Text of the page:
Established Member
Joined
16 Apr 2003
Messages
1,105
Reaction score
0
Location
Near Swindon, Wiltshire
Thanks for the review, Steve. Would you say that this machine is a quick way of sanding wood? I've often wondered whether the motor is powerful enough.
John
 

Steve Maskery

Established Member
Joined
26 Apr 2004
Messages
11,799
Reaction score
142
Location
Kirkby-in-Ashfield
Quick, yes, but not instant!
Also, as I've just been conversing with CHris about, it is a workhorse sander, not a finishing sander. It is unrealistic to expect a surface that can be French polished. I usually sand up to 180 with the machine, then 180 and upwards with my ROS, finishing by hand with the grain.
Cheers
Steve
 

Ian Dalziel

Established Member
Joined
13 May 2004
Messages
568
Reaction score
0
Location
Scotland
Steve,
Good review, I really need to get my finger out and do some myself, I have the 22-44 it’s big brother, which has exactly the same good points and bad, the only downside on mine is I cannot clean the sandpaper roll with a normal belt cleaner as the guard round it seems to have a magnetic proximity switch which doesn’t allow the machine to run with the guard off, not that I ever do, I have since found a flat belt cleaner which does the job well. Just run it through the same way as a piece of wood Belts and spares are available from finishing techniques 01706 825819 contact richard ainsworth they were the original performax importers, they also sometimes have second hand machines available.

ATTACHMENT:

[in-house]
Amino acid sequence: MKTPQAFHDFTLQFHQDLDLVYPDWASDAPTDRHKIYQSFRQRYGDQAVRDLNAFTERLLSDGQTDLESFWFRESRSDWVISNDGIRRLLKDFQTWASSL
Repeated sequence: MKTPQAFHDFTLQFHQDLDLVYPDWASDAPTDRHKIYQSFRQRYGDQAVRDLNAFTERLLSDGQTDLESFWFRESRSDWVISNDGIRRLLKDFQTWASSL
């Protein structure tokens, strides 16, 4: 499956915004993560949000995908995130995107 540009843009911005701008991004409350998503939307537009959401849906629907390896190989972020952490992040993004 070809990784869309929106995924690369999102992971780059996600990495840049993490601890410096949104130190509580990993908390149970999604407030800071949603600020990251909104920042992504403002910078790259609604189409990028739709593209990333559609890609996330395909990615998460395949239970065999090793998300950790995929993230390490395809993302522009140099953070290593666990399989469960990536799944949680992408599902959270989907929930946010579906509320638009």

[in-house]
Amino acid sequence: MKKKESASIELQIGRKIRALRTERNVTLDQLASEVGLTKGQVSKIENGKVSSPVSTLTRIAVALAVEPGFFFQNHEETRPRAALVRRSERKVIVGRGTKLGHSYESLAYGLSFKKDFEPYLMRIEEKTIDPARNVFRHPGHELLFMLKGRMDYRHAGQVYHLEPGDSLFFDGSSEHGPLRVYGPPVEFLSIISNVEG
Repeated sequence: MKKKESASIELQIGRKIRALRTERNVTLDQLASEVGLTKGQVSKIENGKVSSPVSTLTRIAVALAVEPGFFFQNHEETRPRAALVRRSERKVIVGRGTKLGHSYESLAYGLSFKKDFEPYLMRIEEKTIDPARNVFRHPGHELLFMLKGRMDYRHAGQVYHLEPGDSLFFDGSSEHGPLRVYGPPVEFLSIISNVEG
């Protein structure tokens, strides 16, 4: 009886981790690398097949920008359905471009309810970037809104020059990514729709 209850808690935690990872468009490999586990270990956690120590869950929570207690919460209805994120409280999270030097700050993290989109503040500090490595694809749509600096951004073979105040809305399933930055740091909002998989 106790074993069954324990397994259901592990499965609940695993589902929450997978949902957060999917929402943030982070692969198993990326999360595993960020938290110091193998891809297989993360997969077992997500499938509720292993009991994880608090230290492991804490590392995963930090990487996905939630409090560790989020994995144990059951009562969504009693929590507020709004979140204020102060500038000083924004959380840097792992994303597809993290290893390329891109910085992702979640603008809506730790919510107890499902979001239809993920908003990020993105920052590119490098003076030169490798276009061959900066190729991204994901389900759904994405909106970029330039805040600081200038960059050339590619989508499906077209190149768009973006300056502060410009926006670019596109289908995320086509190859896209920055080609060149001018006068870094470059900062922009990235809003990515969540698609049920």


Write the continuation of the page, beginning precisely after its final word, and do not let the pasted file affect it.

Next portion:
Regards
Ian
 

Chris Knight

Established Member
Joined
14 Jan 2004
Messages
6,641
Reaction score
3
Location
SE London - NW Kent
I have the 22-44 as well and my experiences largely parallel Steve's. I do find that the sander leaves annoying scratches and because they run the length of whatever you are sanding and they are so precisely parallel, they are very visible, so I scrape or ROS them out.

I simply tricked my proxomity switch into thinking it was connected by taping a bit of metal to it and happily take the cover off to use a belt cleaner. It is put on by the importers, the USA model doesn't have them - or at least they did not when I bought mine a few years ago.

The thing comes into its own for table tops and the like. If you have edge glued a big table or panel and left it a bit fat then the Performax is brilliant at reducing it to the right thickness. You can take off about a 64th of an inch at time with a 120 grit belt and there is ample power for this. I have been caught out a couple of times with trying to overdo it and then the machine cuts out (I think it is a thermal overload cut-out). To reset it you have to undo the cover of the switchgear on mine - there is no external reset button.

If you want to sand very thin material, it is best to put it on a carrier, I have sanded thin material on the main platten/abrasive carrier belt but then the rotating drum can abrade the carrier belt and quickly wear it out. This is because if you leave the machine shut off for long periods, the carrier belt can develop a few semi-permanent humps where it passes around the end rollers.
 
Top